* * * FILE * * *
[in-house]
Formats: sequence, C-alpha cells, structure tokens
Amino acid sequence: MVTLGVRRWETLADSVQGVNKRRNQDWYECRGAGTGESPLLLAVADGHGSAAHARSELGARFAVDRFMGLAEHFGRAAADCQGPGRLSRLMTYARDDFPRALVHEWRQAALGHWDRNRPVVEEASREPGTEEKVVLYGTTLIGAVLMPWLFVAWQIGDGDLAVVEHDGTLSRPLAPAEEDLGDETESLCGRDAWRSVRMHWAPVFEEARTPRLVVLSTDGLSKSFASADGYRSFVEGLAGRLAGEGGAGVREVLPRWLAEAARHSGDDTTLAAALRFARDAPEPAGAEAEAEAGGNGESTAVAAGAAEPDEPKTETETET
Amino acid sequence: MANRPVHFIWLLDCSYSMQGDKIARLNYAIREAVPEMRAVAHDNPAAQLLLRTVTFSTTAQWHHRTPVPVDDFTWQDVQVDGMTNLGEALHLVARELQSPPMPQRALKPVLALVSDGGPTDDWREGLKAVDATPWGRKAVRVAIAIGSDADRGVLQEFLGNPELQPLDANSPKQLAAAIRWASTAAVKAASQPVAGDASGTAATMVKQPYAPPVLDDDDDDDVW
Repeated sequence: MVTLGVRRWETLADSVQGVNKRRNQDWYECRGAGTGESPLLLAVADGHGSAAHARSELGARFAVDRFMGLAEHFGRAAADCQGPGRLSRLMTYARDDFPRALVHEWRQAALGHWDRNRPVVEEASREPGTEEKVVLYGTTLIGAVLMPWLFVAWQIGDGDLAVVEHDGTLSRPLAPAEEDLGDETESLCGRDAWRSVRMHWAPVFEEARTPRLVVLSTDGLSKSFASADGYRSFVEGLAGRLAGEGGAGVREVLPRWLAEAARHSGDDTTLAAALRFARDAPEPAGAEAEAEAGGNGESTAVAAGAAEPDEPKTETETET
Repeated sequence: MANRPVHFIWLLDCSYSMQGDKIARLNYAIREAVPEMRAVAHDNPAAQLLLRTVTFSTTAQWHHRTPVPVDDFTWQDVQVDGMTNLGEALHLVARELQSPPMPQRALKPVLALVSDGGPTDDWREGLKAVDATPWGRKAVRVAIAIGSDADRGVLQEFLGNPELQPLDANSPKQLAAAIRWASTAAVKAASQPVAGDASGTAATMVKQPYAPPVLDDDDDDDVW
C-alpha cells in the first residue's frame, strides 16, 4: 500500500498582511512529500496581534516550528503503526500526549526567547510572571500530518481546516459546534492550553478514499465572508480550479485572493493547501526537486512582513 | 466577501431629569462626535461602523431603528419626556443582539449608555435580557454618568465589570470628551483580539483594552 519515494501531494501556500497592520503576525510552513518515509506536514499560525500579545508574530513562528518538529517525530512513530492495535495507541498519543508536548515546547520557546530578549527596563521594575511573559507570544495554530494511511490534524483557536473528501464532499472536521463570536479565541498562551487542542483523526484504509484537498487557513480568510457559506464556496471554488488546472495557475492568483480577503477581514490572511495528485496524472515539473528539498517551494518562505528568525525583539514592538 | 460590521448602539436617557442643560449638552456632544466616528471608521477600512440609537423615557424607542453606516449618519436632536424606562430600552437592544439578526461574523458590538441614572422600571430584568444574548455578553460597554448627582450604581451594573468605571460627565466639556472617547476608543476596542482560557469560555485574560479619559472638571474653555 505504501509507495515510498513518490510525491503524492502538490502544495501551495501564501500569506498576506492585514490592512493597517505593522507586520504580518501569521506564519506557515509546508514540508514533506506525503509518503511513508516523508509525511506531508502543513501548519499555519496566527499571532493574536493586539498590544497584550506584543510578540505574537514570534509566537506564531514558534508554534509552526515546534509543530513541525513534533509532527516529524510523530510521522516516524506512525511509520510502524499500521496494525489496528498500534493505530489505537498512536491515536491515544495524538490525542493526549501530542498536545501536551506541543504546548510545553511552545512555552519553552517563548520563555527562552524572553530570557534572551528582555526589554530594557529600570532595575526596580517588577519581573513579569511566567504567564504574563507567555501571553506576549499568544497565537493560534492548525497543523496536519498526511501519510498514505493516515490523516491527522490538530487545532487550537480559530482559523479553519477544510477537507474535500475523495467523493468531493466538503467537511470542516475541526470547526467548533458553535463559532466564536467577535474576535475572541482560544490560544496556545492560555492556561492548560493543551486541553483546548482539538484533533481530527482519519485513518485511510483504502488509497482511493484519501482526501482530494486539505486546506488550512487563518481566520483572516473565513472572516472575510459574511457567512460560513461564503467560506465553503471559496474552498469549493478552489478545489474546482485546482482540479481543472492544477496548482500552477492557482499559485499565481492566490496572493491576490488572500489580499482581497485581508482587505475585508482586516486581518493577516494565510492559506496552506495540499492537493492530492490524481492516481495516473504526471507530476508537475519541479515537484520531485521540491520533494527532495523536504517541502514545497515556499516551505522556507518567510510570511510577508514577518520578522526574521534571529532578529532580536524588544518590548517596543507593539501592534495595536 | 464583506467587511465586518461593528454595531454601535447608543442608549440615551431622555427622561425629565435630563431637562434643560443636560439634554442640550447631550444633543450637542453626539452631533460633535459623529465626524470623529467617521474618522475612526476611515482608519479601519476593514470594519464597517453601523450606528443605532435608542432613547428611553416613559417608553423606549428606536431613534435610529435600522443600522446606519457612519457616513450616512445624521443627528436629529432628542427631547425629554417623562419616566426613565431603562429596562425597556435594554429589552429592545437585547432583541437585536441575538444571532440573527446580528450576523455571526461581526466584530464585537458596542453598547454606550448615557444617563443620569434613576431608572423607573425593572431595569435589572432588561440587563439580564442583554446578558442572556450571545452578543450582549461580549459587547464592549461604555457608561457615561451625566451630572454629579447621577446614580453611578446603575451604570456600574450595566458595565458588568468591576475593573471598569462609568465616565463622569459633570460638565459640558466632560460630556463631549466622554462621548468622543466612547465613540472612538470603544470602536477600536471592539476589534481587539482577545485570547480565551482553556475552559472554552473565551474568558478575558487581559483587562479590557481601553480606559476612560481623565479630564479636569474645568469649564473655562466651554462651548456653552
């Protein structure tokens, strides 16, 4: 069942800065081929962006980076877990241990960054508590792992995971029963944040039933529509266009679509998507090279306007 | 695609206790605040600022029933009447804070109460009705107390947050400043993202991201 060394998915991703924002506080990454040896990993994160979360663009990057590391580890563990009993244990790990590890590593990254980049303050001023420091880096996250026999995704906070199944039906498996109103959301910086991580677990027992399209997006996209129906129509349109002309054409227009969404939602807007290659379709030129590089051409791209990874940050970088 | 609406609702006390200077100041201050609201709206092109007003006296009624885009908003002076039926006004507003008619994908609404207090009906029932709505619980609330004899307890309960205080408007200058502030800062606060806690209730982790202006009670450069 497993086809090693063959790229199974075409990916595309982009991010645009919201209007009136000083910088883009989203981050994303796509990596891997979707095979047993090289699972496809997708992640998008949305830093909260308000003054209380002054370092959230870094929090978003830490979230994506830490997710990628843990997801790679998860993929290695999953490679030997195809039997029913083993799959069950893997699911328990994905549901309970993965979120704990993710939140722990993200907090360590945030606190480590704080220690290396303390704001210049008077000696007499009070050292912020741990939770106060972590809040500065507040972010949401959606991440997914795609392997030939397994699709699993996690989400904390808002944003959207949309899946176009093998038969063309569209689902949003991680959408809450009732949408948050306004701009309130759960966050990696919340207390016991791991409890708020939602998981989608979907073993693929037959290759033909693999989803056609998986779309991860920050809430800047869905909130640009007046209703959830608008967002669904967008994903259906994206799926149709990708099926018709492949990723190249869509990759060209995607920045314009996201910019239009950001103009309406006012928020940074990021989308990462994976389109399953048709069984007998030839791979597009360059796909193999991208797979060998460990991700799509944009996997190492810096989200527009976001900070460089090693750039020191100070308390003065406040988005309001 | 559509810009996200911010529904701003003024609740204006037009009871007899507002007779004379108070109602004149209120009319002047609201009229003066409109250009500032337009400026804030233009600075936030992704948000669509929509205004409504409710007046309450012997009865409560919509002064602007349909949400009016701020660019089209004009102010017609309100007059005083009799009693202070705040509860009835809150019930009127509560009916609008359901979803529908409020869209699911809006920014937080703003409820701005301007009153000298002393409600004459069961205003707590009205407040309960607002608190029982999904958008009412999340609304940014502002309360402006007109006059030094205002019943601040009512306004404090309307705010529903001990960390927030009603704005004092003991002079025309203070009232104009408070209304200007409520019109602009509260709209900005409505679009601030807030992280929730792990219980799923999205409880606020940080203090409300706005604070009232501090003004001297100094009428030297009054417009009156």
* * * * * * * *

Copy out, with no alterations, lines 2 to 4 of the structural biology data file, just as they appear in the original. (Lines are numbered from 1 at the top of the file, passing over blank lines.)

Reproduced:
Formats: sequence, C-alpha cells, structure tokens
Amino acid sequence: MVTLGVRRWETLADSVQGVNKRRNQDWYECRGAGTGESPLLLAVADGHGSAAHARSELGARFAVDRFMGLAEHFGRAAADCQGPGRLSRLMTYARDDFPRALVHEWRQAALGHWDRNRPVVEEASREPGTEEKVVLYGTTLIGAVLMPWLFVAWQIGDGDLAVVEHDGTLSRPLAPAEEDLGDETESLCGRDAWRSVRMHWAPVFEEARTPRLVVLSTDGLSKSFASADGYRSFVEGLAGRLAGEGGAGVREVLPRWLAEAARHSGDDTTLAAALRFARDAPEPAGAEAEAEAGGNGESTAVAAGAAEPDEPKTETETET
Amino acid sequence: MANRPVHFIWLLDCSYSMQGDKIARLNYAIREAVPEMRAVAHDNPAAQLLLRTVTFSTTAQWHHRTPVPVDDFTWQDVQVDGMTNLGEALHLVARELQSPPMPQRALKPVLALVSDGGPTDDWREGLKAVDATPWGRKAVRVAIAIGSDADRGVLQEFLGNPELQPLDANSPKQLAAAIRWASTAAVKAASQPVAGDASGTAATMVKQPYAPPVLDDDDDDDVW